Living in a state surrounded largely by water means an abundance of two things: beaches and beautiful drives. It’s not unusual to find a bridge, like the Sunshine Skyway, hoisted hundreds of feet above sea level, giving drivers an expansive view of the waters below.

Runners move across the Sunshine Skyway Bridge during the Skyway 10K race. Sunday, March 3, 2019 in St. Petersburg. LUIS SANTANA | Times
Runners move across the Sunshine Skyway Bridge during the Skyway 10K race. Sunday, March 3, 2019 in St. Petersburg. LUIS SANTANA | Times

So you can imagine there’s plenty of competition for the title of “most scenic drive in Florida.” Last year, online publication Thrillist came out with a list of the country’s most scenic drives in all 50 states and they named the Florida Keys’ famous Seven-Mile Bridge as the winner.

“The open blue sea stretching out on all sides might get a little repetitive when you’re looking out the window, but it’s easy to appreciate the novelty of driving one of the longest bridges in the world,” wrote Thrillist’s Aaron Miller.

Motorcyclists ride on Seven Mile Bridge along the Overseas Highway, U.S. 1, which connects Knight's Key in Marathon, Fla. with Little Duck Key. Associated Press (2012)
Motorcyclists ride on Seven Mile Bridge along the Overseas Highway, U.S. 1, which connects Knight's Key in Marathon, Fla. with Little Duck Key. Associated Press (2012)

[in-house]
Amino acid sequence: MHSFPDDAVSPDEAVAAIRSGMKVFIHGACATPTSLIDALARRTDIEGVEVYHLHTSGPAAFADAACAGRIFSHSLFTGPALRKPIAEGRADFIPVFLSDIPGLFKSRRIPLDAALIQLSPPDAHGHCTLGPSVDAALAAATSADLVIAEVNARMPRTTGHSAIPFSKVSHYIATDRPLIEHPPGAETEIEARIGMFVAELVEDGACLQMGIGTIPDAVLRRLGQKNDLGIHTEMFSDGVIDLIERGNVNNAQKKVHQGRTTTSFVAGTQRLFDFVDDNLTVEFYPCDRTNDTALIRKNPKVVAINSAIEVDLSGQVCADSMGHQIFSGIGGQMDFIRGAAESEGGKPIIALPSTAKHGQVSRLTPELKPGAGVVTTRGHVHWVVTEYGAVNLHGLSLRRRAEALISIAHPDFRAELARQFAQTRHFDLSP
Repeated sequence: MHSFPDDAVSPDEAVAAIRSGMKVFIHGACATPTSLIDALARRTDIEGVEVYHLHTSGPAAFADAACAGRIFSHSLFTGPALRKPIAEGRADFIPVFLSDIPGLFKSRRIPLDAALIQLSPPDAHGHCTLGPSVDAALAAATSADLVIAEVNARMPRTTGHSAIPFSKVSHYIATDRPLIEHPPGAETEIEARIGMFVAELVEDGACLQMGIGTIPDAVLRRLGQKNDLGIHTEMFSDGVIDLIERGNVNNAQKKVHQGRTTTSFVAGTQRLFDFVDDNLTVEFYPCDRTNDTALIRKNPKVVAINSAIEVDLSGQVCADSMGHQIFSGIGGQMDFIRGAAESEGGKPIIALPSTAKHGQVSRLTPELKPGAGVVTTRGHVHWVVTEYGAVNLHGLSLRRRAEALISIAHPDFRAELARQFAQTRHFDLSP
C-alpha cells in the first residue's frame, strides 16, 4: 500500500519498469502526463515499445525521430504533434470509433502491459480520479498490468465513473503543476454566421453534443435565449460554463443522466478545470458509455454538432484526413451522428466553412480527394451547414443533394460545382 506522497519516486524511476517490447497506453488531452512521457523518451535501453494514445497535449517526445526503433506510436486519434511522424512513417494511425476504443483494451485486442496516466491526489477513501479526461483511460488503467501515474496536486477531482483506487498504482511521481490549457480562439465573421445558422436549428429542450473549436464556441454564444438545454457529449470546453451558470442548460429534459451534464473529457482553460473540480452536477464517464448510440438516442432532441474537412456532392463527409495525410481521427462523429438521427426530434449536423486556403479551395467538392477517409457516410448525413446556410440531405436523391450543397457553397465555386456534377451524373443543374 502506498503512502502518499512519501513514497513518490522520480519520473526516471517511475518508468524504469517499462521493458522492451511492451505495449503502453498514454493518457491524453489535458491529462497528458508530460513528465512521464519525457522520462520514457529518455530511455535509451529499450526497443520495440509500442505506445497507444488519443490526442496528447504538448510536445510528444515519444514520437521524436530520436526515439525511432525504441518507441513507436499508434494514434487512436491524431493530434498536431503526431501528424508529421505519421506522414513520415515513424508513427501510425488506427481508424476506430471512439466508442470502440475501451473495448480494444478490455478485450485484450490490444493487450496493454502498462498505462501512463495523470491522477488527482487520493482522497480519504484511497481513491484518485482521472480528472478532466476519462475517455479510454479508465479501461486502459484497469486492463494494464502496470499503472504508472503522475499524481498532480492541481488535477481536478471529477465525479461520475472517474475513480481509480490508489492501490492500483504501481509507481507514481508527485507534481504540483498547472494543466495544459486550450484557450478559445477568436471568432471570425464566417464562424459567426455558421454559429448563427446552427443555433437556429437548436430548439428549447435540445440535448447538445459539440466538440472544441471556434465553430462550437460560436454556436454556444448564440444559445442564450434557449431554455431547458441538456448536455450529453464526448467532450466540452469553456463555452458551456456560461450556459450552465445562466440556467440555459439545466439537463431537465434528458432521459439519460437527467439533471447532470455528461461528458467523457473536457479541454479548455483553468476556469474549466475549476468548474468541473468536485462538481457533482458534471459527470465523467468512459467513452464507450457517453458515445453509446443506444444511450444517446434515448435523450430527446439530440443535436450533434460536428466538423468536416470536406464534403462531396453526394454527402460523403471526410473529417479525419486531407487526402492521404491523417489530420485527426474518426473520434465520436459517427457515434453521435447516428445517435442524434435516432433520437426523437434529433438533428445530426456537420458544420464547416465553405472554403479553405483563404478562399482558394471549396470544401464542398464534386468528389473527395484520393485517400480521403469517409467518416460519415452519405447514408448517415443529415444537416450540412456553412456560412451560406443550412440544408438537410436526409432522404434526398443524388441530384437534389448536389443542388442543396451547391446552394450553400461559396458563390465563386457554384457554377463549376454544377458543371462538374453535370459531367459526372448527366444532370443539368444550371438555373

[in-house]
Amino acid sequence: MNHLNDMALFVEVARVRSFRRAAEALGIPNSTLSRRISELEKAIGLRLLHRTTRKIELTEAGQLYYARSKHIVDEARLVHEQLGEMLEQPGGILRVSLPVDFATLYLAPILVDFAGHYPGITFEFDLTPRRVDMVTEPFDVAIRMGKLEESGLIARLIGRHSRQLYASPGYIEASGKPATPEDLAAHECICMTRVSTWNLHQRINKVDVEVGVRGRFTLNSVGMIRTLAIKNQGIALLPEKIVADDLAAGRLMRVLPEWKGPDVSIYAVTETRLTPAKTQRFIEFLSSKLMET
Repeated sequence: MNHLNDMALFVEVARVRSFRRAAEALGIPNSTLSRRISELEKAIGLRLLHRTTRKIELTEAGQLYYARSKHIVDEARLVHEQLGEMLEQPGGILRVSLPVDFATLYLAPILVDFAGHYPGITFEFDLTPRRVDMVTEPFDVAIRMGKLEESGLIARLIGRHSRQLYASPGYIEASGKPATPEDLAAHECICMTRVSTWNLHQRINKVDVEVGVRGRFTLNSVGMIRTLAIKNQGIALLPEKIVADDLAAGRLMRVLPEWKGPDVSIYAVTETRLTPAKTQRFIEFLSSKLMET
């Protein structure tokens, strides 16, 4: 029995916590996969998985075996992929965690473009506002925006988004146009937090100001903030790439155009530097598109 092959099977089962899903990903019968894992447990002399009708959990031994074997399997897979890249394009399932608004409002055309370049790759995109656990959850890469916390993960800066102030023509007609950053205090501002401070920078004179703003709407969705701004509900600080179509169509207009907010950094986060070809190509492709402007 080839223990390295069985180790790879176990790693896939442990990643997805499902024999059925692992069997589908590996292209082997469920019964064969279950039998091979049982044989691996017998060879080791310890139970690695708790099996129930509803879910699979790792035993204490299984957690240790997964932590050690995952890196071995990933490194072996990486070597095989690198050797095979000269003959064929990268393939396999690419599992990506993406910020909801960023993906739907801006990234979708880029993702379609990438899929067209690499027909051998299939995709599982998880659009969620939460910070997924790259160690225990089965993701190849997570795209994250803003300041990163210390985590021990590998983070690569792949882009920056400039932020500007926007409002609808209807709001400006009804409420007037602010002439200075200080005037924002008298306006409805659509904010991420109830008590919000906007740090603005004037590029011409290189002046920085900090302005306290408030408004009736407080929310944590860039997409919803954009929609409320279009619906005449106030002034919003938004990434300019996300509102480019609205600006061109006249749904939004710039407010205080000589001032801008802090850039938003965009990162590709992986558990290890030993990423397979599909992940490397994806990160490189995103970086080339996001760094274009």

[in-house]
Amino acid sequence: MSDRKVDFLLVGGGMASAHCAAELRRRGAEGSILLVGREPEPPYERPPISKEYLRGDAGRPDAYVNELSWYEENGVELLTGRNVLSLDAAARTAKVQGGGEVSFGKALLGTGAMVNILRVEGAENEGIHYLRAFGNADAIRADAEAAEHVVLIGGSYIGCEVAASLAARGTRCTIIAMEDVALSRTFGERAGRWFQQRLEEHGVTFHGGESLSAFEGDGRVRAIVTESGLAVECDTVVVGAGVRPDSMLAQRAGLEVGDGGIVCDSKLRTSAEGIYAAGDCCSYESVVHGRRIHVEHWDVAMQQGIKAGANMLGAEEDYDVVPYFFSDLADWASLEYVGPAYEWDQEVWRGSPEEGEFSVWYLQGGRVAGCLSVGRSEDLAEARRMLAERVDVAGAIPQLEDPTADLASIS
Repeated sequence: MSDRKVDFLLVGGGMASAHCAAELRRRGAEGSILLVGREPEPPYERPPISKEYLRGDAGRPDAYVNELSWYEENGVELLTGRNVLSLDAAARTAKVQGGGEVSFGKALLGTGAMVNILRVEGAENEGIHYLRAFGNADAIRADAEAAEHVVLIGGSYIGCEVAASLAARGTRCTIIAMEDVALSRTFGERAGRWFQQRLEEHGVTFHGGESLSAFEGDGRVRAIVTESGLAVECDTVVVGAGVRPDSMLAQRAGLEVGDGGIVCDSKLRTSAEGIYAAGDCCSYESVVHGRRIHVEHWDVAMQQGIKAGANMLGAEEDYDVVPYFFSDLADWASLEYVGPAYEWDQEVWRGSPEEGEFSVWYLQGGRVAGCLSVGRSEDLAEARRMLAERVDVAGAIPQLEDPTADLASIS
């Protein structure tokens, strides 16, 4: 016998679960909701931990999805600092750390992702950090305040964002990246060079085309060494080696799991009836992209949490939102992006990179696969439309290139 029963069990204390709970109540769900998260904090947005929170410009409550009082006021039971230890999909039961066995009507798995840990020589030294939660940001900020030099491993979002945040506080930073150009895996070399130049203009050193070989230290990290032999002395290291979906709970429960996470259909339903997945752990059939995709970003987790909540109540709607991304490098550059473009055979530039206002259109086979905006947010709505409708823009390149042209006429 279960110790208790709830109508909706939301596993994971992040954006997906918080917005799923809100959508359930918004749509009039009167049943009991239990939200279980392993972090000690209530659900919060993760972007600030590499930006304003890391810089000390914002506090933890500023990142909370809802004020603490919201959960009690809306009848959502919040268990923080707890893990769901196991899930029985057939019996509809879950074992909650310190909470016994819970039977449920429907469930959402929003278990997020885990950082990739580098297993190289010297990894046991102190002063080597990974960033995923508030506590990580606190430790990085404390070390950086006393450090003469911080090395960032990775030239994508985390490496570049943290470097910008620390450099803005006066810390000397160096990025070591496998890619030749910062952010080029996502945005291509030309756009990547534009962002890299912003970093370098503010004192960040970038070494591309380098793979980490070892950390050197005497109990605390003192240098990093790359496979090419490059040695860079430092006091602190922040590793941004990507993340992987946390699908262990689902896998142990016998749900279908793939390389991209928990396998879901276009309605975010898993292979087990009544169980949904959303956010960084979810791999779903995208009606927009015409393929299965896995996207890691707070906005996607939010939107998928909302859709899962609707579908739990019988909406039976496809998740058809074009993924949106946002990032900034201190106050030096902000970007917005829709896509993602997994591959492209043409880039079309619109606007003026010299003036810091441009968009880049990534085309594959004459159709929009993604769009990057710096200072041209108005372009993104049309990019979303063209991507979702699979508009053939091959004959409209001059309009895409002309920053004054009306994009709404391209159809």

While that feels a bit dismissive of the water’s beauty, we talked with our newsroom to find some of the state’s best scenic drives, those that include long stretches of water and those that don’t.

Florida’s 26 Scenic Highways

A slow shutter speed is used to captures vehicles crossing the Bridge of Lions, part of the A1A Scenic and Historic Coastal Byway, at dusk in St. Augustine. Courtesy of Visit Florida
A slow shutter speed is used to captures vehicles crossing the Bridge of Lions, part of the A1A Scenic and Historic Coastal Byway, at dusk in St. Augustine. Courtesy of Visit Florida

Florida actually has 26 state-designated Scenic Highways throughout the state.

Those include Pensacola’s Scenic Bluffs, a 70-mile section of U.S. 41 or the Tamiami Trail, and the state’s A1A scenic highway. The highways fall throughout the span of the state and include areas near many of Florida’s prominent cities, like Gainesville and St. Augustine.

Designated scenic highways offer resources for travelers, like maps and special events.

Tallahassee’s Canopy Roads

A drive east from town on Miccosukee Road will treat visitors to one of Tallahassee's canopy roads. Times (2010)
A drive east from town on Miccosukee Road will treat visitors to one of Tallahassee's canopy roads. Times (2010)

Florida’s landscape differs incredibly when you drive from north to south. Miami offers more of a tropical landscape, with palm trees, beaches and heat.

But in Tallahassee, there’s more of a traditional Southern landscape, with big trees and a different kind of green.

That is especially true of Tallahassee’s nine official canopy roads, forming a total of 78 miles of distance.

Highway 98

Highway 98 was an often-recommended path for travelers coming through Florida’s Panhandle. But now it is perhaps best known for the damage it suffered from Hurricane Michael.

The drive is close to a number of natural sites, including Wakulla Springs State Park, Apalachicola and St. George Island.

A helicopter flies along the coast as a portion of Highway 98 is seen crumbled Friday, Oct. 12, 2018 in Mexico Beach. CHRIS URSO I Times (2018)